Financial loss to fix security holes? That seems...wrong.

I wish the h^Hcrackers well. (1, Insightful)

Anonymous Coward | about 11 years ago | (#7119581)

Personally, I'd prefer that small scale computer cracking, viruses, worms, and other security challenges continue to be a problem. It's unforunately the only method we have to ensure we are vigilant against the far greater problem. There are REAL TERRORISTS out there who would love to destory the infrastructure of the US and other first-world nations. But for the script kiddies making computer security a problem for everyone, these issues would largely get brushed under the rug by software companies wishing to save face.

The logical solution to this problem is not to try and weed out those who are malicious--this will fail the moment we fail to catch even ONE cracker. The only solution is to continue to improve security.

I am actually quite surprised, given the apparently inadequate security present in most government and commercial institutions, that we have not yet seen a major terrorist attack on our information infrastructure to date.

Note to Justice Department... (2, Interesting)

GeneralEmergency (240687) | about 11 years ago | (#7119585)



Hey boys...Just keep pumping out more of these "Hackers are Witches" kinda dumbass penalties and you're going to start to find that good computer help won't help your asses anymore.

Get it?

Life? (3, Insightful)

heli0 (659560) | about 11 years ago | (#7119588)

I guess the guy(s) responsible for this are going to get a life sentence: Yes, the source code that has been posted is the HL-2 source code.... [homelan.com]

Here is what we know:

1) Starting around 9/11 of this year, someone other than me was accessing my email account. This has been determined by looking at traffic on our email server versus my travel schedule.

2) Shortly afterwards my machine started acting weird (right-clicking on executables would crash explorer). I was unable to find a virus or trojan on my machine, I reformatted my hard drive, and reinstalled.

3) For the next week, there appears to have been suspicious activity on my webmail account.

4) Around 9/19 someone made a copy of the HL-2 source tree.

5) At some point, keystroke recorders got installed on several machines at Valve. Our speculation is that these were done via a buffer overflow in Outlook's preview pane. This recorder is apparently a customized version of RemoteAnywhere created to infect Valve (at least it hasn't been seen anywhere else, and isn't detected by normal virus scanning tools).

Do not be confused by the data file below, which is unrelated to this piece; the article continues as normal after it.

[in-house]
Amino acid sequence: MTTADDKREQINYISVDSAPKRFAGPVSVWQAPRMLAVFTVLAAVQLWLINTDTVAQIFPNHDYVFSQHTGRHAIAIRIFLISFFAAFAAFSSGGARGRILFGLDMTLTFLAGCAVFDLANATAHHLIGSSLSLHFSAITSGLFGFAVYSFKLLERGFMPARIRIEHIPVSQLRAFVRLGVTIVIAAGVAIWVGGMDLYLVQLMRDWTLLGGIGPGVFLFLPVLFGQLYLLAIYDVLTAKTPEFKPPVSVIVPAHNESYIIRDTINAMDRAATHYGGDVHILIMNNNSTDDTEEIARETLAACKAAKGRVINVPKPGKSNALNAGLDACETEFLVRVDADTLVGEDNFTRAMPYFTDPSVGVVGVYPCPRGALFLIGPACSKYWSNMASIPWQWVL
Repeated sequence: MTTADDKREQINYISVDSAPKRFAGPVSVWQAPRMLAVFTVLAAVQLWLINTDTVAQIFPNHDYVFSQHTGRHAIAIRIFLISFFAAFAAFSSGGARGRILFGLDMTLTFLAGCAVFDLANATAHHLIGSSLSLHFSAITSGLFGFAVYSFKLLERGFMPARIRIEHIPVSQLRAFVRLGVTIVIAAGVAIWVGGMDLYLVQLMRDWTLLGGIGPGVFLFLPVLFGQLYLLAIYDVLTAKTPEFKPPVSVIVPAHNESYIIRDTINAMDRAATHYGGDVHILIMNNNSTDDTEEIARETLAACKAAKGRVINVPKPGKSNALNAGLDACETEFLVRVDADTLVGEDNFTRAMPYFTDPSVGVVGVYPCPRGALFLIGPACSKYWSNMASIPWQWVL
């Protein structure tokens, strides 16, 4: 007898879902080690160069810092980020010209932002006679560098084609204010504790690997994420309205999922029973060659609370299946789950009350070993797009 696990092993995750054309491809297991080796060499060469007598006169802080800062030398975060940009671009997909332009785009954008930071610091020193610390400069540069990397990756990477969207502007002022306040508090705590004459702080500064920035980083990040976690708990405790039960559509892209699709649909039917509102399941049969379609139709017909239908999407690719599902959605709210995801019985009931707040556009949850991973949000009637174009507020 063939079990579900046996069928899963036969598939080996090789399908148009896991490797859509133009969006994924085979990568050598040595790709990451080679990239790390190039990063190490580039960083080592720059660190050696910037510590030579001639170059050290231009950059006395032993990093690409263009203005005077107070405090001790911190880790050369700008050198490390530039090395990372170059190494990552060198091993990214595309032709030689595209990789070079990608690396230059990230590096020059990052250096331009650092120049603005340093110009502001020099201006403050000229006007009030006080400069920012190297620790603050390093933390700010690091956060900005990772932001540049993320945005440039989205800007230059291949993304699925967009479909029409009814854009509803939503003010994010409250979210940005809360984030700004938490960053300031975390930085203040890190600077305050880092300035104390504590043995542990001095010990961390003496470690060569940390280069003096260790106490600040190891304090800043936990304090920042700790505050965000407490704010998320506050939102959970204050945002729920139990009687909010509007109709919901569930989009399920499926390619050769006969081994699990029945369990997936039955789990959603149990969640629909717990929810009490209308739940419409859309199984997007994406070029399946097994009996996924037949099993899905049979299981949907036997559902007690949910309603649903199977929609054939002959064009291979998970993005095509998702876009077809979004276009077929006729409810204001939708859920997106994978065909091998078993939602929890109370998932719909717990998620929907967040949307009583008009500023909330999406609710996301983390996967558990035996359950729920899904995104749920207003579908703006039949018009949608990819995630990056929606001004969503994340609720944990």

6) Periodically for the last year we've been the subject of a variety of denial of service attacks targetted at our webservers and at Steam. We don't know if these are related or independent.

Well, this sucks.

What I'd appreciate is the assistance of the community in tracking this down. I have a special email address for people to send information to, helpvalve@valvesoftware.com. If you have information about the denial of service attacks or the infiltration of our network, please send the details. There are some pretty obvious places to start with the posts and records in IRC, so if you can point us in the right direction, that would be great.

We at Valve have always thought of ourselves as being part of a community, and I can't imagine a better group of people to help us take care of these problems than this community.

Gabe Newell


USA, no way. (0)

Anonymous Coward | about 11 years ago | (#7119590)

Being an Australian technologist, the least attractive place for me to work is the USA. The DMCA and all this publicity surronding court cases and penalties are scaring me. If I wanted my company to global I too would avoid the USA, otherwise I might be up against a cashed up lawyer who had claimed a patent on exchanging goods for money.